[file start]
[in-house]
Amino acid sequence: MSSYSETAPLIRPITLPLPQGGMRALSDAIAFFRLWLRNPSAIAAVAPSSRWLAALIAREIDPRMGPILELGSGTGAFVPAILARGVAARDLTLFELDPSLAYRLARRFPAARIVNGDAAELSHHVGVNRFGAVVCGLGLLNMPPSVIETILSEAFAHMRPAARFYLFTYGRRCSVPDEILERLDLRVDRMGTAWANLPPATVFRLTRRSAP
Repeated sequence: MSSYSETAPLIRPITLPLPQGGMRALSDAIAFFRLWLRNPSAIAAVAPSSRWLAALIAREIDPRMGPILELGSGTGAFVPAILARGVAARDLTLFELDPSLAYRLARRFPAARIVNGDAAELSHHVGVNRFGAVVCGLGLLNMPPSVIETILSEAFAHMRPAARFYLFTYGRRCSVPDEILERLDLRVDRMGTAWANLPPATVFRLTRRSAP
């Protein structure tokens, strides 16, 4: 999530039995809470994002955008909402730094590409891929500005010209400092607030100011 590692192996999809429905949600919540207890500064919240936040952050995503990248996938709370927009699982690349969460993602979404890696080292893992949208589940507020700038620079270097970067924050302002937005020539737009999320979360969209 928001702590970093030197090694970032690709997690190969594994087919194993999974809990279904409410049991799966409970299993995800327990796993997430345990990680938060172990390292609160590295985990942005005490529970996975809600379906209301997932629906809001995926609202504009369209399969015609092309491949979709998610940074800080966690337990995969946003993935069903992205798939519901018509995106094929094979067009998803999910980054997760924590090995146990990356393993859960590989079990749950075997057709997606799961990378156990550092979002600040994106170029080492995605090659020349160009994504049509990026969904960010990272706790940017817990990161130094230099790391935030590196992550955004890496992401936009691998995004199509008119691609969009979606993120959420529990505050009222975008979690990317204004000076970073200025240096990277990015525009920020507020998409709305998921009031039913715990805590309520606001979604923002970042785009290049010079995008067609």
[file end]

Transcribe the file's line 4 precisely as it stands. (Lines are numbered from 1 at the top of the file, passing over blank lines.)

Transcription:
């Protein structure tokens, strides 16, 4: 999530039995809470994002955008909402730094590409891929500005010209400092607030100011 590692192996999809429905949600919540207890500064919240936040952050995503990248996938709370927009699982690349969460993602979404890696080292893992949208589940507020700038620079270097970067924050302002937005020539737009999320979360969209 928001702590970093030197090694970032690709997690190969594994087919194993999974809990279904409410049991799966409970299993995800327990796993997430345990990680938060172990390292609160590295985990942005005490529970996975809600379906209301997932629906809001995926609202504009369209399969015609092309491949979709998610940074800080966690337990995969946003993935069903992205798939519901018509995106094929094979067009998803999910980054997760924590090995146990990356393993859960590989079990749950075997057709997606799961990378156990550092979002600040994106170029080492995605090659020349160009994504049509990026969904960010990272706790940017817990990161130094230099790391935030590196992550955004890496992401936009691998995004199509008119691609969009979606993120959420529990505050009222975008979690990317204004000076970073200025240096990277990015525009920020507020998409709305998921009031039913715990805590309520606001979604923002970042785009290049010079995008067609």